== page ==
Evaluation of Model - Simple, Multiple and Polynomial Regression


Once we have finished the modelling not only we want to check the results but also want the quantitative measure to determine how accurate the model is.


Evaluation of Model - Simple, Multiple and Polynomial Regression
Evaluation of Model

To do so we use two important measures known as R^2 or R-squared and Mean Squared Error (MSE) to determine the accuracy of the model.

R-Squared 

R-Squared also known as the coefficient of determination, is a measure to indicate how close the data is to the fitted regression line.

So what should the value of R-Squared be?

When comparing models , the model with the higher R-Squared value is a better fit to the data. 

For understanding the below terms, you can visit our previous blog.

For simple regression it is as follows: lm.score(X,Y)

For multiple regression it is as follows: lm.score(Z, df['price']

For Polynomial regression it is as follows:

from sklearn.metrics import r2_score

r_square_value=r2_score(y, p(x))

Mean Squared Error (MSE) 

The mean squared error measures the average of the squares of error, that is, the difference between the actual value and the estimated value.

First from sklearn.metrics import mean_squared_error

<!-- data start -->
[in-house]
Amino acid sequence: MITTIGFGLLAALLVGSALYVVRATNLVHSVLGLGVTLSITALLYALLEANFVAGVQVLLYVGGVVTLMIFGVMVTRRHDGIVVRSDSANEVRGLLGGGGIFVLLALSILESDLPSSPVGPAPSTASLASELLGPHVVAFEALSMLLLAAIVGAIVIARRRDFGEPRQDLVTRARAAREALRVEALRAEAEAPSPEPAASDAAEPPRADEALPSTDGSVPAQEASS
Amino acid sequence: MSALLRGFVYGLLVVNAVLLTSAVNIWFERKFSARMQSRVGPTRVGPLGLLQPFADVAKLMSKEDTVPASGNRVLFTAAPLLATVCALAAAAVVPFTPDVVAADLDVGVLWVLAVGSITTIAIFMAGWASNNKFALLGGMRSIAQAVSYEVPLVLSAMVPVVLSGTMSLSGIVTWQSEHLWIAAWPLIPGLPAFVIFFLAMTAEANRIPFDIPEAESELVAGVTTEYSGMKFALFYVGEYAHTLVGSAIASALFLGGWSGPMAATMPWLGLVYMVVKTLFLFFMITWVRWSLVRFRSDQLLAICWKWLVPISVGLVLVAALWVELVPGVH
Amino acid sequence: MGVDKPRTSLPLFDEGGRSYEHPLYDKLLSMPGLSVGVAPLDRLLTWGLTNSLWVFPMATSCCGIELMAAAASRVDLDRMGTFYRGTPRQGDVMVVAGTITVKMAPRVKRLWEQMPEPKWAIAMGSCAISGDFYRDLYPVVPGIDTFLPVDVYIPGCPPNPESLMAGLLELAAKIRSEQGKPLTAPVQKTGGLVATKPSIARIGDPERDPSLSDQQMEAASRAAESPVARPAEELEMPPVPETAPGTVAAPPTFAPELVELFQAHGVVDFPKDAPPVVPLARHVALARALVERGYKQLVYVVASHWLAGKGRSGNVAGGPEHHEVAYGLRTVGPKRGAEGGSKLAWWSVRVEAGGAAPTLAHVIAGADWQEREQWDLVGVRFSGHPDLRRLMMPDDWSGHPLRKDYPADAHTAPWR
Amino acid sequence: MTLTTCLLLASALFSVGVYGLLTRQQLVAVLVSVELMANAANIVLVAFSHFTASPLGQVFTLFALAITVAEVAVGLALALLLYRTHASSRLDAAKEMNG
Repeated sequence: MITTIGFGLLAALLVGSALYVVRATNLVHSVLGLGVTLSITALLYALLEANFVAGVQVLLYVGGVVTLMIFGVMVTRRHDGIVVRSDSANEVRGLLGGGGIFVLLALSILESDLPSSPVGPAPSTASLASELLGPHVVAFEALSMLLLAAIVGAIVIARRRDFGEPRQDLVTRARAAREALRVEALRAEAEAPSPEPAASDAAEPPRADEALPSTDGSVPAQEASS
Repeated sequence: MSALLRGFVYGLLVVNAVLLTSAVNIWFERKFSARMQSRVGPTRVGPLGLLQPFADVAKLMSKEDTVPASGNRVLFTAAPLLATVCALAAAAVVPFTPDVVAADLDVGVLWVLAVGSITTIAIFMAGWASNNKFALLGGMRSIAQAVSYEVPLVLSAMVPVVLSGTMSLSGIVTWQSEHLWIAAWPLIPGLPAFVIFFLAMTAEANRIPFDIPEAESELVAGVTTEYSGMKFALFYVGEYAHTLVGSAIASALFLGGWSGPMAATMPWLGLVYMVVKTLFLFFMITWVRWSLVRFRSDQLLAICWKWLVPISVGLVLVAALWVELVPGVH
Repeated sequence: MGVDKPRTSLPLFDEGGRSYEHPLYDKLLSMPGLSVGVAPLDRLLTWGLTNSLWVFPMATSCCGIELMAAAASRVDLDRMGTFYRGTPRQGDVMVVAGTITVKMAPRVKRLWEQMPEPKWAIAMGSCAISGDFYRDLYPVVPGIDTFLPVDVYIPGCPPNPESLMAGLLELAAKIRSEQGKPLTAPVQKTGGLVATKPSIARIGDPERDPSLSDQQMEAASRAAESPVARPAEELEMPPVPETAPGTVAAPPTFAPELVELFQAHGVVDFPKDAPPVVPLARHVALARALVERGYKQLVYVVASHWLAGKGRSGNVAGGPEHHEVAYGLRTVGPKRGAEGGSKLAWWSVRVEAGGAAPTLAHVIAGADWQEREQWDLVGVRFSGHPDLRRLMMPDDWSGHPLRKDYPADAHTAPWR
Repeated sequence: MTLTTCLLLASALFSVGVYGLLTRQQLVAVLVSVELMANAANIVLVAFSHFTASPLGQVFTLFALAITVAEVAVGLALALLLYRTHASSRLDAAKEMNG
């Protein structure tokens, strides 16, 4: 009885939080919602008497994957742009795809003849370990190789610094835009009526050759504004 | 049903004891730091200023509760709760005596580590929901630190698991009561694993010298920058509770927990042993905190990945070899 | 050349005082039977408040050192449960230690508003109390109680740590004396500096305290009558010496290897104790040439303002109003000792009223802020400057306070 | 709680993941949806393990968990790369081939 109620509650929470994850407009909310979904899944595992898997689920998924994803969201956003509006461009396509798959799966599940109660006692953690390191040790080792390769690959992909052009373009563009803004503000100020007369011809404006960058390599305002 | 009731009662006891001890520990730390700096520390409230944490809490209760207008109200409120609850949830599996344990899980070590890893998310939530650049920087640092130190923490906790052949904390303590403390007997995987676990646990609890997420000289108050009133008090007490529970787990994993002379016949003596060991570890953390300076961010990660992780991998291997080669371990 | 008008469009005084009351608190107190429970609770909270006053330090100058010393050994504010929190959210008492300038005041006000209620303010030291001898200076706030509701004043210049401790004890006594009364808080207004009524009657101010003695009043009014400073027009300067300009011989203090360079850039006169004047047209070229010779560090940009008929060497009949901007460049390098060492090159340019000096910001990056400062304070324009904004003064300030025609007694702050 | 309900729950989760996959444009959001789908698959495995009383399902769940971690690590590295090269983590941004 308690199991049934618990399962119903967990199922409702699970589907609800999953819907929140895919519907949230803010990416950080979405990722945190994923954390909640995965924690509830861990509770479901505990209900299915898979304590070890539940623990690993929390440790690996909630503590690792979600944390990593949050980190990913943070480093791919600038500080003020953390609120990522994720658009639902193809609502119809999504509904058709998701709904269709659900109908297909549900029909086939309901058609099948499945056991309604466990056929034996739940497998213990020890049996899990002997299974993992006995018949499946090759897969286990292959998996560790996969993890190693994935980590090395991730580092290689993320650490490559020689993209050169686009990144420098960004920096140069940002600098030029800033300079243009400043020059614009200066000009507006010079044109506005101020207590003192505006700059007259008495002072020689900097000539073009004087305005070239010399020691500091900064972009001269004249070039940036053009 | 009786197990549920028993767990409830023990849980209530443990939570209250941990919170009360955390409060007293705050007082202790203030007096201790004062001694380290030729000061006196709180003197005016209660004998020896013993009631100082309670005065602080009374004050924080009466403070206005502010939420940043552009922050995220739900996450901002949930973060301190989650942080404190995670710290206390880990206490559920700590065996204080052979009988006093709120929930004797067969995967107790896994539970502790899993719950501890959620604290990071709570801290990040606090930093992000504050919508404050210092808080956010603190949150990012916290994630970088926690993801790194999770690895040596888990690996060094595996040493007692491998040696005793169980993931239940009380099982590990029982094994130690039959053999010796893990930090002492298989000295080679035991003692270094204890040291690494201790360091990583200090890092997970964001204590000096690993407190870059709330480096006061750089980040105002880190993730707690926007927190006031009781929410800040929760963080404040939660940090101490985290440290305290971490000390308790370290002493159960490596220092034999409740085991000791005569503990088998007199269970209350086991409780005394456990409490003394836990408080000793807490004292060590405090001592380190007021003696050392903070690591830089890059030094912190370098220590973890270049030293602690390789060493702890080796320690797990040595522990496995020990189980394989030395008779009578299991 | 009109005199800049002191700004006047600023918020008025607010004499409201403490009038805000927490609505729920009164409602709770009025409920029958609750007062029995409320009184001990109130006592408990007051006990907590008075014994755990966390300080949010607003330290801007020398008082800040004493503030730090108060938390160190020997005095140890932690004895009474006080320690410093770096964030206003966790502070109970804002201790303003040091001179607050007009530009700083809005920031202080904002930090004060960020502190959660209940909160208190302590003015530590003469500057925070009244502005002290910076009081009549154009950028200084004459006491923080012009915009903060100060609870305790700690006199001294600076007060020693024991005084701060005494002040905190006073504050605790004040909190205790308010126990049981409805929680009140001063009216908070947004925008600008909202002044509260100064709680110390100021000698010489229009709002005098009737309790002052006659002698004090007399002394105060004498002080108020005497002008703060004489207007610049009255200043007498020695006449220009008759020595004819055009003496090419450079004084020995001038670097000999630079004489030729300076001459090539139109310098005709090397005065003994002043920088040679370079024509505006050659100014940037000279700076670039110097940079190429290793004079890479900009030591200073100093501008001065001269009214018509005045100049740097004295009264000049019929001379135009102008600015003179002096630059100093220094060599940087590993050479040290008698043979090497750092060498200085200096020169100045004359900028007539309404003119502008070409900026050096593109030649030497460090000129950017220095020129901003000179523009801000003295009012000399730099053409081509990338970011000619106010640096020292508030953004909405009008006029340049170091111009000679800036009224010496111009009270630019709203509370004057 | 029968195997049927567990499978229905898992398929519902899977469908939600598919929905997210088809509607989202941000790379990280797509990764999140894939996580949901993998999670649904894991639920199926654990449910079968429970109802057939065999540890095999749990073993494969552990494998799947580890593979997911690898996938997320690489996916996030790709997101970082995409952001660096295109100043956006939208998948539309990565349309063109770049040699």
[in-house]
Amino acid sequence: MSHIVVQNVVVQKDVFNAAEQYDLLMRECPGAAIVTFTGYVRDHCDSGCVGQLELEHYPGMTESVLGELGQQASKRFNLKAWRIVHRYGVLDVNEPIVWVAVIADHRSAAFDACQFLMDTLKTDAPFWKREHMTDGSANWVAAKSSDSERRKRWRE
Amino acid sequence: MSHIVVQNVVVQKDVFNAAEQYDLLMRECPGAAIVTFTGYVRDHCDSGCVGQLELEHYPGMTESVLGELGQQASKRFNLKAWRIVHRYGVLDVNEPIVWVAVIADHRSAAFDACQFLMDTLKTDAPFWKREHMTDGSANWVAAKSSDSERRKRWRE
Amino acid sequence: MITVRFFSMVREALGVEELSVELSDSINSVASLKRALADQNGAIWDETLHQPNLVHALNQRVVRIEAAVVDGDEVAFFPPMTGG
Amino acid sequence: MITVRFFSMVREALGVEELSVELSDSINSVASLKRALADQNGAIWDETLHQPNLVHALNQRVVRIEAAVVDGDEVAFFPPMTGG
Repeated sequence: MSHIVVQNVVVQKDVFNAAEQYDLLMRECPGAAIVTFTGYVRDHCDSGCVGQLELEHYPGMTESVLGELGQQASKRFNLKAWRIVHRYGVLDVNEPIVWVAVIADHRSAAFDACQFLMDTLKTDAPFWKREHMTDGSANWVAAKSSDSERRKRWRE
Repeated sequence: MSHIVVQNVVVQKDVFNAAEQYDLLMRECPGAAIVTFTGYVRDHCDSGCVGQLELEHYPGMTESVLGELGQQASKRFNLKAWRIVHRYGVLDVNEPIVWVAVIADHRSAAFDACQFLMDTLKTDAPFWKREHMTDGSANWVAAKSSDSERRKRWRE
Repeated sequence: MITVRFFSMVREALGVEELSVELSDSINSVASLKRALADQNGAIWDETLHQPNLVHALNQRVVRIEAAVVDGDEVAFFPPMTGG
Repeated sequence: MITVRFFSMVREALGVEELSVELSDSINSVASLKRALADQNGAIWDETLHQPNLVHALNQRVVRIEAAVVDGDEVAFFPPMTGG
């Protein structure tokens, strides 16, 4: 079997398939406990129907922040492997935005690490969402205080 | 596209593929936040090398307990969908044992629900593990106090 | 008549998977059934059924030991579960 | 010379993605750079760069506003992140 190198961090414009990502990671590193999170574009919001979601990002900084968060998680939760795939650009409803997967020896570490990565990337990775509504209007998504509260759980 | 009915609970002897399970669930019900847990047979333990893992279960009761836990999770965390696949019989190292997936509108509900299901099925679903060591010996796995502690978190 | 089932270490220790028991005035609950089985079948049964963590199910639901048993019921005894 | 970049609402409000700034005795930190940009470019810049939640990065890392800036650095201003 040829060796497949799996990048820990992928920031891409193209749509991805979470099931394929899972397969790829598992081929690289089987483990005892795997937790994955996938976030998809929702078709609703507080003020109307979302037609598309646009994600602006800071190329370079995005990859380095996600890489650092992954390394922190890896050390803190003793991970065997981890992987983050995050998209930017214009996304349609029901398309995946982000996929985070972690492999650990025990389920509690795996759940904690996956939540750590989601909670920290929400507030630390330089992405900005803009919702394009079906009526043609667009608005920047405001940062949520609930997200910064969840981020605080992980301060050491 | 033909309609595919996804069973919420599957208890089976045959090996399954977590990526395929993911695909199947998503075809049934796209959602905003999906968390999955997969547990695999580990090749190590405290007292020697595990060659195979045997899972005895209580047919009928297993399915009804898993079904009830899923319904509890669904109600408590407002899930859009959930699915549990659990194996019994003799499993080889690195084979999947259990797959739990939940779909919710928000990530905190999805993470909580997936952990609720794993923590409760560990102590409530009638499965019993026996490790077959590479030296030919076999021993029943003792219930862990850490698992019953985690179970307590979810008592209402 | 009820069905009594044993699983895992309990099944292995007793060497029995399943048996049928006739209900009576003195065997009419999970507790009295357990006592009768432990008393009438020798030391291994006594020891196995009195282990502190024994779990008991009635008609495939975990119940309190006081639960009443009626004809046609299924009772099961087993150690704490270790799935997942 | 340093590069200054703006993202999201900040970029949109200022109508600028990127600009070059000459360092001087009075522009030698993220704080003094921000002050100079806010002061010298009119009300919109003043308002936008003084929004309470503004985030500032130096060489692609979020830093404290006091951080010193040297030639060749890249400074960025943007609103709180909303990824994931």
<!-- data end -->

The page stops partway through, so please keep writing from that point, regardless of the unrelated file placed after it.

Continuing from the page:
mse=mean_squared_error(df['price'], Ypre)

When comparing the models, the model with the smallest MSE value is a better fit for the data.

Above we saw the evaluation of our model, but should we use the whole data for training?

In sample evaluation tells us how well our model fits the data used to train it. But it does not tells us how well the trained model can be used to predict on new data.

To get rid of this possibility, we split our data  into 70% for training and 30% for testing.

We build and train the model using the training set. We use the test set to access the performance of a predictive model. Once done we use the entire data to train the model to get the best performance.  

from sklearn.model_selection import train_test_split

x_train, x_test, y_train, y_test = train_test_split(x_data, y_data, test_size=0.3, random_state=1)

Next we move on to Cross Validation.

What is Cross Validation Score ?

It is the most common out of sample evaluation metrics. It is more effective use of data (each observation is used for both training and testing.)

from sklearn.model_selection import cross_val_score

Rcross = cross_val_score(lre, x_data, y_data, cv=3)

here lre = type of model used say linear regression.
        cv= number of partitions we want or the number of splits we want.

At the end we get the mean result and mean standard deviation for the out of sample. 

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